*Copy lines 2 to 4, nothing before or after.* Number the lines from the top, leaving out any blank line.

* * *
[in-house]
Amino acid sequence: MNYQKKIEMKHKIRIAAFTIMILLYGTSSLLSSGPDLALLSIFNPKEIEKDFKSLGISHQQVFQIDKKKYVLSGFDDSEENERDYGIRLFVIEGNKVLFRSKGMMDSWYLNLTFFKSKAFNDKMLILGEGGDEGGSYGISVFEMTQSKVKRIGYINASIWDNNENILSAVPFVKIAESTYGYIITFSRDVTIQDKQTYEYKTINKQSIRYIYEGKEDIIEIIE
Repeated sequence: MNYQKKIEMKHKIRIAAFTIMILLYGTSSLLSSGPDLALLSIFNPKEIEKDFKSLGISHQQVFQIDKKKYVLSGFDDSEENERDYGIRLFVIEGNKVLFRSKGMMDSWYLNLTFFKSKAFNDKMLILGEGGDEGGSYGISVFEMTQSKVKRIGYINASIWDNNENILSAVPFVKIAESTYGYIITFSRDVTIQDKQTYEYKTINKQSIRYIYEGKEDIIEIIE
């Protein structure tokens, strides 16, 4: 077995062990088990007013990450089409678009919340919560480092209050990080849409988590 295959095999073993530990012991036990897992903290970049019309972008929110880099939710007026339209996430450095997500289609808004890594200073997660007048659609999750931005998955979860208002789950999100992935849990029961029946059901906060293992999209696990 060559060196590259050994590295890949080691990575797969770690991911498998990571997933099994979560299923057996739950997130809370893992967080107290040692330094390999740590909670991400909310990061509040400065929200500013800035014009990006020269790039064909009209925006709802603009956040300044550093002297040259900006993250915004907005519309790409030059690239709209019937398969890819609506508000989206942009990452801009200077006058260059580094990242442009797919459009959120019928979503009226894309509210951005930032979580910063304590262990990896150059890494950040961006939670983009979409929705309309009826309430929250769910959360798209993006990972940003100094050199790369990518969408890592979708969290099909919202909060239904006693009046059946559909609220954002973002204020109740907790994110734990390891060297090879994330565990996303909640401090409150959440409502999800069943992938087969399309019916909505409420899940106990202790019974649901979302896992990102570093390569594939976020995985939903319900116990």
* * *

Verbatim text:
Amino acid sequence: MNYQKKIEMKHKIRIAAFTIMILLYGTSSLLSSGPDLALLSIFNPKEIEKDFKSLGISHQQVFQIDKKKYVLSGFDDSEENERDYGIRLFVIEGNKVLFRSKGMMDSWYLNLTFFKSKAFNDKMLILGEGGDEGGSYGISVFEMTQSKVKRIGYINASIWDNNENILSAVPFVKIAESTYGYIITFSRDVTIQDKQTYEYKTINKQSIRYIYEGKEDIIEIIE
Repeated sequence: MNYQKKIEMKHKIRIAAFTIMILLYGTSSLLSSGPDLALLSIFNPKEIEKDFKSLGISHQQVFQIDKKKYVLSGFDDSEENERDYGIRLFVIEGNKVLFRSKGMMDSWYLNLTFFKSKAFNDKMLILGEGGDEGGSYGISVFEMTQSKVKRIGYINASIWDNNENILSAVPFVKIAESTYGYIITFSRDVTIQDKQTYEYKTINKQSIRYIYEGKEDIIEIIE
């Protein structure tokens, strides 16, 4: 077995062990088990007013990450089409678009919340919560480092209050990080849409988590 295959095999073993530990012991036990897992903290970049019309972008929110880099939710007026339209996430450095997500289609808004890594200073997660007048659609999750931005998955979860208002789950999100992935849990029961029946059901906060293992999209696990 060559060196590259050994590295890949080691990575797969770690991911498998990571997933099994979560299923057996739950997130809370893992967080107290040692330094390999740590909670991400909310990061509040400065929200500013800035014009990006020269790039064909009209925006709802603009956040300044550093002297040259900006993250915004907005519309790409030059690239709209019937398969890819609506508000989206942009990452801009200077006058260059580094990242442009797919459009959120019928979503009226894309509210951005930032979580910063304590262990990896150059890494950040961006939670983009979409929705309309009826309430929250769910959360798209993006990972940003100094050199790369990518969408890592979708969290099909919202909060239904006693009046059946559909609220954002973002204020109740907790994110734990390891060297090879994330565990996303909640401090409150959440409502999800069943992938087969399309019916909505409420899940106990202790019974649901979302896992990102570093390569594939976020995985939903319900116990």